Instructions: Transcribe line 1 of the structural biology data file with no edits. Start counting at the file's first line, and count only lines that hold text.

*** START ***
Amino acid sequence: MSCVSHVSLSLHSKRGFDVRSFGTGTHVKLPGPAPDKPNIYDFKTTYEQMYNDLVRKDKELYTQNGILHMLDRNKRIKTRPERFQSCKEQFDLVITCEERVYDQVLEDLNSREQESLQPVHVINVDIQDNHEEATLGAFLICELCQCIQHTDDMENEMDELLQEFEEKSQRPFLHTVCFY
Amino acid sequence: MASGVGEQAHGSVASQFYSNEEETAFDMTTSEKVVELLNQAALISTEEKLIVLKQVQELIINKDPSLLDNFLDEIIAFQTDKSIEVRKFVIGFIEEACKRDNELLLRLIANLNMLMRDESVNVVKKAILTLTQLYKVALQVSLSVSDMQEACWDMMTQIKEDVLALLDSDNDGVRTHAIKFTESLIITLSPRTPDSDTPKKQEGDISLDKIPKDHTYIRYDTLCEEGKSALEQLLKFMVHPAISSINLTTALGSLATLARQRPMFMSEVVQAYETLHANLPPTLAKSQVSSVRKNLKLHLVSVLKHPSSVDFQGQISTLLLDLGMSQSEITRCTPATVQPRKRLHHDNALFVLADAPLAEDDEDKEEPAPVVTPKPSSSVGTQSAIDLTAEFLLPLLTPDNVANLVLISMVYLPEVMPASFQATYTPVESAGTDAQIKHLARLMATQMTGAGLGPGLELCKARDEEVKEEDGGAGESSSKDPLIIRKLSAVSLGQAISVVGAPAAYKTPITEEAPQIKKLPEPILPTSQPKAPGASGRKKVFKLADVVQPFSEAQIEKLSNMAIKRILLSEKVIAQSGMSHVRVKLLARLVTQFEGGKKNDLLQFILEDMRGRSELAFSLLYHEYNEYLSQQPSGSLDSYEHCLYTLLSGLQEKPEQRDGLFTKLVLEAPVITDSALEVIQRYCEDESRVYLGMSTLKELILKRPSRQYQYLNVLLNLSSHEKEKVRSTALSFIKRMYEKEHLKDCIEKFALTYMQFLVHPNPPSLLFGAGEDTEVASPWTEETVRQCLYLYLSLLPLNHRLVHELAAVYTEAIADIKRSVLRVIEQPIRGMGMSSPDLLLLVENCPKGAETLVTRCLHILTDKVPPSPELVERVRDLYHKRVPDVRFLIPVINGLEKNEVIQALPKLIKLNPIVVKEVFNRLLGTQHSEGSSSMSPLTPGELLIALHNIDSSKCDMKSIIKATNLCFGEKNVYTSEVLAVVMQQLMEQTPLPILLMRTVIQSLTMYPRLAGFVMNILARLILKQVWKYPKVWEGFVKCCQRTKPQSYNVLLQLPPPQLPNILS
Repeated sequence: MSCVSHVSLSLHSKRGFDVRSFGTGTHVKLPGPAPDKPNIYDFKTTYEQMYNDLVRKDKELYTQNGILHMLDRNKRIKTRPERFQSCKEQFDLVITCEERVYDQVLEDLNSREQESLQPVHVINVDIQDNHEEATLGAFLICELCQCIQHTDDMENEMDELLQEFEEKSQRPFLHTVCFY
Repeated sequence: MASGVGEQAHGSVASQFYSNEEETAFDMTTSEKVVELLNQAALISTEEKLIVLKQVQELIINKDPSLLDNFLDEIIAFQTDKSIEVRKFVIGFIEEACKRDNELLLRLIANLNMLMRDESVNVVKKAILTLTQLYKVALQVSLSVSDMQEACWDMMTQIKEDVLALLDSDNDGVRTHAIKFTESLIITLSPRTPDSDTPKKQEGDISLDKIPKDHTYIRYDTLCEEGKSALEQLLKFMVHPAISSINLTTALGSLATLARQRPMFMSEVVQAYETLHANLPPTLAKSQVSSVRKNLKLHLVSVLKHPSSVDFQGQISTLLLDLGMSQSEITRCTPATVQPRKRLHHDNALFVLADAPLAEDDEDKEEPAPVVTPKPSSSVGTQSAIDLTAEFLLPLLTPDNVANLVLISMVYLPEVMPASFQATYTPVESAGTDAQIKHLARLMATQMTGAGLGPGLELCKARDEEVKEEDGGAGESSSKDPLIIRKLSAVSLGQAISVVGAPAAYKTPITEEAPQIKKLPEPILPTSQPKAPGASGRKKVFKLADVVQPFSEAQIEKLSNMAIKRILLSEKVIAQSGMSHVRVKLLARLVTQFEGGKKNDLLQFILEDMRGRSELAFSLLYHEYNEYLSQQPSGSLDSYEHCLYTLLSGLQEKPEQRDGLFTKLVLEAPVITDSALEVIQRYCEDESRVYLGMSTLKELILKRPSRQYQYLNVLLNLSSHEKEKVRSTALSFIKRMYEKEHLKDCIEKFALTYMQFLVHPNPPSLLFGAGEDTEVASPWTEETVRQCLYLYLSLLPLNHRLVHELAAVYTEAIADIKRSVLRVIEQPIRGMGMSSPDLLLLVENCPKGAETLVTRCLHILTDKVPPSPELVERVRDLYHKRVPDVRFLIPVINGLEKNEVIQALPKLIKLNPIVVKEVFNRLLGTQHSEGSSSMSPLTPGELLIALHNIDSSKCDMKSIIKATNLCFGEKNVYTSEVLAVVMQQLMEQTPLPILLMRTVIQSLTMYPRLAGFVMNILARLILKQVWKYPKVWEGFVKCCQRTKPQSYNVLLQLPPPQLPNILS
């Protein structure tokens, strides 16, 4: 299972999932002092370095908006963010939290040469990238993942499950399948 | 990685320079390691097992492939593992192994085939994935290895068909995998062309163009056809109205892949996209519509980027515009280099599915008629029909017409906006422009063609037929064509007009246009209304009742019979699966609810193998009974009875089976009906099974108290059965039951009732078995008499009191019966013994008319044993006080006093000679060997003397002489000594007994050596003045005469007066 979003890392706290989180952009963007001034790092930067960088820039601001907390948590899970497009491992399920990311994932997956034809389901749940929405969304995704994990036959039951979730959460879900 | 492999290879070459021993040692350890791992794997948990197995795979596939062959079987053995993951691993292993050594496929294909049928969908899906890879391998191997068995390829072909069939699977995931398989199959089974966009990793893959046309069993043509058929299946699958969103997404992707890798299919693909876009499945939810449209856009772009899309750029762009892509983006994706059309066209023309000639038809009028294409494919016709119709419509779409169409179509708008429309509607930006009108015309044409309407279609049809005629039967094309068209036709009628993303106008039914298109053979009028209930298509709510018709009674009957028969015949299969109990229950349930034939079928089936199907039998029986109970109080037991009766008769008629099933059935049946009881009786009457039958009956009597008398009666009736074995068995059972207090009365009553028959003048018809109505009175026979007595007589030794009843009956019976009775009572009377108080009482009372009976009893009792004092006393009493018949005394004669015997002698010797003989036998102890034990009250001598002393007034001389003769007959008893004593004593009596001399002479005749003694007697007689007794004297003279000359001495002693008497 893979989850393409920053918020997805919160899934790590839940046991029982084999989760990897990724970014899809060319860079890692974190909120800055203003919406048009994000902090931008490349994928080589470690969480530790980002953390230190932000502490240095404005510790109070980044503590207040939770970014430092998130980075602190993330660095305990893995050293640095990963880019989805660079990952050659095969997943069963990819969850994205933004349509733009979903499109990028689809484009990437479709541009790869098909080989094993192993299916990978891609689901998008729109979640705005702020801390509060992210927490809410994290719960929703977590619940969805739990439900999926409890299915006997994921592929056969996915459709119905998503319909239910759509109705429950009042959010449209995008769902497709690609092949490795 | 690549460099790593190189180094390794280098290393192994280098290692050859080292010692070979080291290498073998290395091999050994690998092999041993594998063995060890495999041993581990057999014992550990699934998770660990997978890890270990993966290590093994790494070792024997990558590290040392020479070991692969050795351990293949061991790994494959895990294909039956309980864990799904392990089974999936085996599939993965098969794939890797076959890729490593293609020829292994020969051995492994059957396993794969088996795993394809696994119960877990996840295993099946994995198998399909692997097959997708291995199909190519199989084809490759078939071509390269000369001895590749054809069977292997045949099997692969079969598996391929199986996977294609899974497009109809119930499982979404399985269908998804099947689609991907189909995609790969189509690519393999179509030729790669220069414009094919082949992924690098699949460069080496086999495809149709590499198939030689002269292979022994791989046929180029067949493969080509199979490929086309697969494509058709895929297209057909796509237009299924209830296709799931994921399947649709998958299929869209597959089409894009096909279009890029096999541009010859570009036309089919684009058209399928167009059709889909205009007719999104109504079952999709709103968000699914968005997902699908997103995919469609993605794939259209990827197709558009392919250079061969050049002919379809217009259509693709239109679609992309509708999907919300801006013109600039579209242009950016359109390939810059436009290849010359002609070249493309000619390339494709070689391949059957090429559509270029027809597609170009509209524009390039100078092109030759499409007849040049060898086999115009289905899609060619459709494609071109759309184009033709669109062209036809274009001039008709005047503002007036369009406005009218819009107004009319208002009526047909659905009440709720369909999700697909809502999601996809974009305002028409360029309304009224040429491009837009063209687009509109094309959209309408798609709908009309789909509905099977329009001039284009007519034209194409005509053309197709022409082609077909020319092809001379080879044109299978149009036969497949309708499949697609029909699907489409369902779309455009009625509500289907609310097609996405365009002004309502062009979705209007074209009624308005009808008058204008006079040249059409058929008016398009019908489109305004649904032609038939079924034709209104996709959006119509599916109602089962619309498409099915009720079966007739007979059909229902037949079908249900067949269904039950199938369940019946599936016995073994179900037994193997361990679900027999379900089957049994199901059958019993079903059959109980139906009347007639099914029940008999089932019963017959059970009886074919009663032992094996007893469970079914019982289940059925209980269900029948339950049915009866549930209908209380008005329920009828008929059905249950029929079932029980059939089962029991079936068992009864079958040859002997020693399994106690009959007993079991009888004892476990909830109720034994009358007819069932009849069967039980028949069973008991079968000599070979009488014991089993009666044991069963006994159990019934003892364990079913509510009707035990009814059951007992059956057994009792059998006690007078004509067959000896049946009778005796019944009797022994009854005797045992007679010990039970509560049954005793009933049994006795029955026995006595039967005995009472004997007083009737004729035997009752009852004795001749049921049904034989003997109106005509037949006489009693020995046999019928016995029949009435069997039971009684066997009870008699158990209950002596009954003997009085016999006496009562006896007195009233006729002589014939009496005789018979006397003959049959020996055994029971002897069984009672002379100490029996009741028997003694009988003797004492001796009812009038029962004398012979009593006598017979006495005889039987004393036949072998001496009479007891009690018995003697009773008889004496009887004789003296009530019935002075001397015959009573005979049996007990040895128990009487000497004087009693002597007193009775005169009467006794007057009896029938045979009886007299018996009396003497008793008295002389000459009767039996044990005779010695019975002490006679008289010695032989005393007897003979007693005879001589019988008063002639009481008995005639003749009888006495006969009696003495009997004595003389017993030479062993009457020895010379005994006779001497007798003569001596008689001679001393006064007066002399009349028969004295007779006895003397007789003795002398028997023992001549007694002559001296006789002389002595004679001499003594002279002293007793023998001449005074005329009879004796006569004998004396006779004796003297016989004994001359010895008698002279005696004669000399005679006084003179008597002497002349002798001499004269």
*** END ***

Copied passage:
Amino acid sequence: MSCVSHVSLSLHSKRGFDVRSFGTGTHVKLPGPAPDKPNIYDFKTTYEQMYNDLVRKDKELYTQNGILHMLDRNKRIKTRPERFQSCKEQFDLVITCEERVYDQVLEDLNSREQESLQPVHVINVDIQDNHEEATLGAFLICELCQCIQHTDDMENEMDELLQEFEEKSQRPFLHTVCFY